The second tip is to share the challenge with others. By exposing your thoughts to discussion and debate you allow them to be themselves challenged and, in turn, to be sharpened up a little, perhaps even abandoned if they were not up to scratch in the first place. Better yet, by putting your ideas out there, others may join in and support you meet the challenge. What was a burden, a hardship, becomes now, little by little, a route to future satisfaction.
There is no argument her that satisfaction – or happiness – requires challenge. Many of the things that make us happy are effortless, part of who we are and what we do. The point at issue here is how to turn a challenge, via a hardship, into an achievement from which satisfaction i.e. happiness can be derived.
From a specific challenge to challenge at work more generally
Thus far, we have spoken about challenge as a specific and one-off event: a challenge comes ‘at’ you, so how do you respond to maximise the chance of creating satisfaction from it?
But challenge at work doesn’t often come in neat packages, post-marked ‘challenge’ and addressed just to you. Challenge can be inherent in the work situation for a variety of reasons that can include pay, workplace conditions, the quality of the leadership, how agreeable the work colleagues are, the level of autonomy you have, etc. All of these can cause dissatisfaction and, typically, often do.
One client of mine, a very large international development organisation, working across the global ‘south’, takes its duty with regard to its staff seriously. Wanting to be an excellent employer, it carries out pretty rigorous employee satisfaction and engagement surveys. In one of its programmes, with about 300 staff, the staff metrics had taken a dive and part of my brief was to examine this, interview staff and propose changes. What was quickly evident was that during a period of rapid growth, many of the staff support functions – HR, IT, finance, procurement, etc – had not been able to keep up with the pace of growth and their shortfalls were showing up in terms of things like out-of-date pay systems, weak approaches to appraisal, recognition and support, a (realistic) feeling of overstretch and under-capacity, leadership skill issues and so on. Addressing these challenges systematically will make a great difference to the working environment and, eventually, to the staff metrics.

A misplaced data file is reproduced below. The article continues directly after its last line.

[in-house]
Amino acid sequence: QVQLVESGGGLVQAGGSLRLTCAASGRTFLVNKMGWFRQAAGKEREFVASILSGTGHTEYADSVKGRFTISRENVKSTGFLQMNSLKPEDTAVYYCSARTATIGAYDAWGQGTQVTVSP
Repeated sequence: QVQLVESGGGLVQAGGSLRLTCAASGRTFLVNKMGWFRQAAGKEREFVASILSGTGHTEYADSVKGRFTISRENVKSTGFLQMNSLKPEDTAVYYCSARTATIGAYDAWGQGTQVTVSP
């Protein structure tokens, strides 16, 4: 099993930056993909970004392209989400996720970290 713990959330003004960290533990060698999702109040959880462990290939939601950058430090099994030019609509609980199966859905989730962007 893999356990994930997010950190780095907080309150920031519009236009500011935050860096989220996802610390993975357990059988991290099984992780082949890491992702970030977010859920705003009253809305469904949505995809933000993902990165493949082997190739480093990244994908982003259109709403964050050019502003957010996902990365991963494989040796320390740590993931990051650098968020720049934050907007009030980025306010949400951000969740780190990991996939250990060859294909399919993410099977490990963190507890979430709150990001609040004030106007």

But as an individual staff member, how do you cope with this in the meantime? If it’s the working environment that is inherently challenging, how do you manage that, stay sane and even derive some satisfaction from it? In other words, what do you call upon to create satisfaction within circumstances over which you may have little control and which need fundamental renewal?
Certainly, all subtle opportunities for creating a greater sense of freedom should be maximised, be that in terms of improving work-based relationships or greater job autonomy. But the Dalai Lama warns against ‘misplaced tolerance’. For him, the Tibetans must not, for example, tolerate what has happened to their country. They must, he insists, resist it and work (in a peaceful way) towards change. This follows in a work setting too.
Unpacking work overload
A significant source of work dissatisfaction, especially at present, is work overload. In our development agency example above overload was common. Such a common circumstance unfortunately puts a heavy burden our each person in work to understand their limits and to work to them and negotiate around them. This is a particularly heavy burden because it is hard to work out what our limits are, yet harder to negotiate around them, but ultimately this is our responsibility, since going beyond our limits is damaging to us and to those around us.
Managing negative emotions
All this can lead to frustration. So, unsurprisingly, such challenges place a heavy burden too in terms of the negative emotions they can generate. How do we manage these feelings? The Dalai Lama’s advice is again to try to reflect deeply and to place them into context: no situation is 100% good or 100% bad – there’s usually a mixture of both. Once we get away from the black and the white, we can weigh things up better, see different angles, perhaps take new perspectives. The work towards contentment does not pass by complacency, he asserts!
I recall a promotion I really wanted and didn’t get. I was very disappointed and, at the time, blamed everyone, sank into a morass of horrible feelings and refused to come out. Working these things out takes time and turning one’s typical responses round takes time too. My response wasn’t in my best interest, but I didn’t see that then. Indeed, my bad behaviour was rewarded with sympathy and a very good side-move! Not proud, but true. I hope I do better than this now.
- What are your strategies for managing challenges at work?
- When was the last time you successfully turned a challenge at work into new satisfaction?
- Do you know where your non-negotiable limits are?
- How do you build time into your routine to ensure you can reflect and learn, process difficult moments to help engender personal growth?